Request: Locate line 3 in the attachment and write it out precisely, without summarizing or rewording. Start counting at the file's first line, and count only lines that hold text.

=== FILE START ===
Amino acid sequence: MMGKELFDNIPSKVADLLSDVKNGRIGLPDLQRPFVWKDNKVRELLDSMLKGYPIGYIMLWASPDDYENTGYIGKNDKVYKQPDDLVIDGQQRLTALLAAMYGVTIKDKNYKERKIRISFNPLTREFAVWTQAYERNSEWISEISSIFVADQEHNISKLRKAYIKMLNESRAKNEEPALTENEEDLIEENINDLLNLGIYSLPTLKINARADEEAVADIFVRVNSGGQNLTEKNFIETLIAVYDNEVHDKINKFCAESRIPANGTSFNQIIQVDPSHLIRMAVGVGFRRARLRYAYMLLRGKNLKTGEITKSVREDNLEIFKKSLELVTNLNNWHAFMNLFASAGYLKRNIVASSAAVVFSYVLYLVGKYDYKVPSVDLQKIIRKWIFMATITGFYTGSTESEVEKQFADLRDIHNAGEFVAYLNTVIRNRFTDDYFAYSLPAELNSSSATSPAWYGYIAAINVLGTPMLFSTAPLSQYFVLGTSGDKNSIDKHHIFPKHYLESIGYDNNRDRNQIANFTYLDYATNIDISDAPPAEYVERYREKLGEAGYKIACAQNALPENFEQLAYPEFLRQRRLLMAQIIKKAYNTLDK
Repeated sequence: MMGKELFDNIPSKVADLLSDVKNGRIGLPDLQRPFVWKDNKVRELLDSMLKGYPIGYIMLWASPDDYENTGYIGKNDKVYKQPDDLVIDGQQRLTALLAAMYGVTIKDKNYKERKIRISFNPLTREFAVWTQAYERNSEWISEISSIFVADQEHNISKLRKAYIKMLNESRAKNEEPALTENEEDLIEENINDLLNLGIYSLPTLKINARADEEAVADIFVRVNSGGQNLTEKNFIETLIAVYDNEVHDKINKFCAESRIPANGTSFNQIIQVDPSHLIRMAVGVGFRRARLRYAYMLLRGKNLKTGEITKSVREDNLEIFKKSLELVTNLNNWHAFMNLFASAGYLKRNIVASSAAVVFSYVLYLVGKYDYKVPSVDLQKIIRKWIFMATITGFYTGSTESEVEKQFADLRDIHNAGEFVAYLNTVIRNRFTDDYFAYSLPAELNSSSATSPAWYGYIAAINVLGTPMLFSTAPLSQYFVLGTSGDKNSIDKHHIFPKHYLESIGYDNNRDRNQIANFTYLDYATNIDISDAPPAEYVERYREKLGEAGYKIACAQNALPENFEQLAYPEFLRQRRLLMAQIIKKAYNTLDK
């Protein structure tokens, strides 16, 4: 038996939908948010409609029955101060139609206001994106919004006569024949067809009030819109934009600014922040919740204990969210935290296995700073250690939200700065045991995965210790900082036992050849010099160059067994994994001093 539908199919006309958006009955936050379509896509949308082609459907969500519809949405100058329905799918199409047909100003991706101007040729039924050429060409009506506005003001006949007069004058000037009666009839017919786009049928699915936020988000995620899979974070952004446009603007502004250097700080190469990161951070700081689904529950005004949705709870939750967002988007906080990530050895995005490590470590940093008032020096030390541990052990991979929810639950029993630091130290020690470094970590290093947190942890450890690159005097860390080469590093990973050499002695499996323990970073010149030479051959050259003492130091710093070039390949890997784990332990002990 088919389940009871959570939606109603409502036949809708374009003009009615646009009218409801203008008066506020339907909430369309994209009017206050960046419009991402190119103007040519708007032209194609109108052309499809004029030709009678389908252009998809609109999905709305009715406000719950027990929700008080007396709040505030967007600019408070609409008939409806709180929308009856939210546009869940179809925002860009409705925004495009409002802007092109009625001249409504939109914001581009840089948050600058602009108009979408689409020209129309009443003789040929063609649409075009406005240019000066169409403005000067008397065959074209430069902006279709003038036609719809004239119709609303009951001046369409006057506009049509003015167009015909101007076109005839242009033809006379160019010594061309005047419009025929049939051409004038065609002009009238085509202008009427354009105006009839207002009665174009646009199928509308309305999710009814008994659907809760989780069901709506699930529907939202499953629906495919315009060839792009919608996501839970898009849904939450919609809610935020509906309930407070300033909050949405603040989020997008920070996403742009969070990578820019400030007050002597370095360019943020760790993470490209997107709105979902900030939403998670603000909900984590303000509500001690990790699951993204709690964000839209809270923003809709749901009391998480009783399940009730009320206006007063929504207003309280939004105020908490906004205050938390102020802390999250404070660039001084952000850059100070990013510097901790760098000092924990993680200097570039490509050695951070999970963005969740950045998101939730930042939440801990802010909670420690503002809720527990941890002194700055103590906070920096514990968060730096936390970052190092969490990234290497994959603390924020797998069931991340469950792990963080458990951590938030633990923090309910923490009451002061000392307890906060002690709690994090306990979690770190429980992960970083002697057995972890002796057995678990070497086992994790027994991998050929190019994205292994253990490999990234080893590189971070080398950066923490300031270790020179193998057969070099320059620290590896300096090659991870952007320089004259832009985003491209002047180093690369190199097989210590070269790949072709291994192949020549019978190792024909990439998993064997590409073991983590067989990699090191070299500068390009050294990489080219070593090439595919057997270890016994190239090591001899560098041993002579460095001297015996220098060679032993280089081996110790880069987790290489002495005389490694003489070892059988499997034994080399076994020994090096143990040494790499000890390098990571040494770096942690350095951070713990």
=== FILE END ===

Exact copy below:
């Protein structure tokens, strides 16, 4: 038996939908948010409609029955101060139609206001994106919004006569024949067809009030819109934009600014922040919740204990969210935290296995700073250690939200700065045991995965210790900082036992050849010099160059067994994994001093 539908199919006309958006009955936050379509896509949308082609459907969500519809949405100058329905799918199409047909100003991706101007040729039924050429060409009506506005003001006949007069004058000037009666009839017919786009049928699915936020988000995620899979974070952004446009603007502004250097700080190469990161951070700081689904529950005004949705709870939750967002988007906080990530050895995005490590470590940093008032020096030390541990052990991979929810639950029993630091130290020690470094970590290093947190942890450890690159005097860390080469590093990973050499002695499996323990970073010149030479051959050259003492130091710093070039390949890997784990332990002990 088919389940009871959570939606109603409502036949809708374009003009009615646009009218409801203008008066506020339907909430369309994209009017206050960046419009991402190119103007040519708007032209194609109108052309499809004029030709009678389908252009998809609109999905709305009715406000719950027990929700008080007396709040505030967007600019408070609409008939409806709180929308009856939210546009869940179809925002860009409705925004495009409002802007092109009625001249409504939109914001581009840089948050600058602009108009979408689409020209129309009443003789040929063609649409075009406005240019000066169409403005000067008397065959074209430069902006279709003038036609719809004239119709609303009951001046369409006057506009049509003015167009015909101007076109005839242009033809006379160019010594061309005047419009025929049939051409004038065609002009009238085509202008009427354009105006009839207002009665174009646009199928509308309305999710009814008994659907809760989780069901709506699930529907939202499953629906495919315009060839792009919608996501839970898009849904939450919609809610935020509906309930407070300033909050949405603040989020997008920070996403742009969070990578820019400030007050002597370095360019943020760790993470490209997107709105979902900030939403998670603000909900984590303000509500001690990790699951993204709690964000839209809270923003809709749901009391998480009783399940009730009320206006007063929504207003309280939004105020908490906004205050938390102020802390999250404070660039001084952000850059100070990013510097901790760098000092924990993680200097570039490509050695951070999970963005969740950045998101939730930042939440801990802010909670420690503002809720527990941890002194700055103590906070920096514990968060730096936390970052190092969490990234290497994959603390924020797998069931991340469950792990963080458990951590938030633990923090309910923490009451002061000392307890906060002690709690994090306990979690770190429980992960970083002697057995972890002796057995678990070497086992994790027994991998050929190019994205292994253990490999990234080893590189971070080398950066923490300031270790020179193998057969070099320059620290590896300096090659991870952007320089004259832009985003491209002047180093690369190199097989210590070269790949072709291994192949020549019978190792024909990439998993064997590409073991983590067989990699090191070299500068390009050294990489080219070593090439595919057997270890016994190239090591001899560098041993002579460095001297015996220098060679032993280089081996110790880069987790290489002495005389490694003489070892059988499997034994080399076994020994090096143990040494790499000890390098990571040494770096942690350095951070713990």